In our news wrap Thursday, Virginia Gov. Ralph Northam announced that the statue will be removed from Richmond's well-known "Monument Avenue," and said that the state can no longer showcase a cause that sought to preserve slavery. Also, business closings and cutbacks during the COVID-19 pandemic have claimed another 1.9 million jobs, according to the latest jobs report.
In the day's other news: Amid the nationwide protests demanding racial justice, the state of Virginia is taking down a famous statue of Confederate General Robert E. Lee. Governor Ralph Northam announced that the statue will be removed from Richmond's well-known Monument Avenue.
He said the state can no longer showcase a cause that sought to preserve slavery.
Gov. Ralph Northam:
I believe in a Virginia that studies its past in an honest way. I believe that, when we learn more, we can do more.
And I believe that, when we learn more, when we take that honest look at our past, we must do more than just talk about the future. We must take action.
The Lee statue is going into temporary storage.
Business closings and cutbacks during the COVID-19 pandemic have claimed another 1.9 million jobs. Today's report means that more than 21 million American workers are currently receiving jobless benefits. The number peaked two weeks ago, at nearly 25 million.
The head of the U.S. Centers for Disease Control and Prevention voiced fresh fears today that protests drawing thousands into the streets will lead to new coronavirus outbreaks. Robert Redfield told a congressional hearing that demonstrators need to find out if they're infected.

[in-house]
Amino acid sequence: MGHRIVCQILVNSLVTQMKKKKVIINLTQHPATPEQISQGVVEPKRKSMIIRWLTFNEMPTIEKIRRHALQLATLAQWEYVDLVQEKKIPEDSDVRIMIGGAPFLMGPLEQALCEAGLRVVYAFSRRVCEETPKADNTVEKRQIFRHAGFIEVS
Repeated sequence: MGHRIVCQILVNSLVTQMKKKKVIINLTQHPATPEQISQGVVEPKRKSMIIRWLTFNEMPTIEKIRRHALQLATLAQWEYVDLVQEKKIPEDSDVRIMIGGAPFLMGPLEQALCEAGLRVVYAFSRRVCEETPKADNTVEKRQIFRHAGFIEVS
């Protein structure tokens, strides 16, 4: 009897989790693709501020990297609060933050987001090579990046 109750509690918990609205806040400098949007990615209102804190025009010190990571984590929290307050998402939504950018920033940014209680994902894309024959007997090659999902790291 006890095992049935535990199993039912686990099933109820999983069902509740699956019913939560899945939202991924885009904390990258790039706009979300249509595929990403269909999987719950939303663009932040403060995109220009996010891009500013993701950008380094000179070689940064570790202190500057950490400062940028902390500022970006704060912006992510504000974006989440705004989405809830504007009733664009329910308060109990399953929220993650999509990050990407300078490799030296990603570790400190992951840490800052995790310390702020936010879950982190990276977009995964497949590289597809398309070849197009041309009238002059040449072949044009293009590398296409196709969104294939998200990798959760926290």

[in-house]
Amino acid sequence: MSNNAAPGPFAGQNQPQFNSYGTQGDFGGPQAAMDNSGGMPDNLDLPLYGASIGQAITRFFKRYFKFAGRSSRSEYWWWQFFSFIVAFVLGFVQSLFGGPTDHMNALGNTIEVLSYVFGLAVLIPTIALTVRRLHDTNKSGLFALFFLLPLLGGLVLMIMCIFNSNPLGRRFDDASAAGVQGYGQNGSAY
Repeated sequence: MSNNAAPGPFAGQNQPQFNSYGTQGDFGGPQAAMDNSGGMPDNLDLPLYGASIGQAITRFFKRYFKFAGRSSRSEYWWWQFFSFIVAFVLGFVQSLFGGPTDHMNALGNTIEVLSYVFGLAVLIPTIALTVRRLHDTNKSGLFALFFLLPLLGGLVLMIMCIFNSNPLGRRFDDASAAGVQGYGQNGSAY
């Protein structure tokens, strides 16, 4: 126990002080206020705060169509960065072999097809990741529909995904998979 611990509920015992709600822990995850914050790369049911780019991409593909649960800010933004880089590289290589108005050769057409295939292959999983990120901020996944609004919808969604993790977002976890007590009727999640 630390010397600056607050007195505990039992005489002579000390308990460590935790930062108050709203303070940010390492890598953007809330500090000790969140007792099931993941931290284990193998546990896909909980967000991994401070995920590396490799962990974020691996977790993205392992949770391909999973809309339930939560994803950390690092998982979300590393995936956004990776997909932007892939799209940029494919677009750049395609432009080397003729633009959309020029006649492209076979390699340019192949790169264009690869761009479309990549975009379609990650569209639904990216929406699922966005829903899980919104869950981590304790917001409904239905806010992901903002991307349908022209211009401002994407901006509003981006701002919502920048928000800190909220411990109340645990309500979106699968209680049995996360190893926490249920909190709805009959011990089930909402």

Those individuals that have partaken in these peaceful protests or have been out protesting, and particularly if they're in metropolitan areas that really haven't controlled the outbreak, we really want those individuals to highly consider being evaluated and get tested.
Meanwhile, the British medical journal The Lancet retracted a sharply negative study on using hydroxychloroquine to fight the coronavirus. The data had come under growing criticism.
And the United Nations warned that the pandemic is disrupting vaccinations for measles and polio, and putting millions of children at risk around the world.
In Hong Kong, thousands of people defied a police ban to mark the anniversary of the Tiananmen Square crackdown in Beijing. They held a candlelight vigil to remember hundreds, and possibly thousands, of protesters killed by the Chinese military on June 4, 1989. Police did little to stop them. We will have more on Hong Kong right after the news summary.
A U.S. Navy veteran headed home from Iran today in a prisoner deal. Michael White had been held since he was convicted of insulting Iran's supreme leader in 2018. In return for White's release, U.S. officials agreed not to seek more prison time for an Iranian-American doctor who violated sanctions on Iran.
Back in this country, the National Basketball Association has agreed to restart its regular season in late July. Competition was halted in March by the COVID-19 pandemic. Remaining regular season games will take place at Walt Disney World in Florida.
And on Wall Street, the Dow Jones industrial average gained about 12 points to close at 26281. But the Nasdaq fell 67 points, and the S&P 500 slipped 10.
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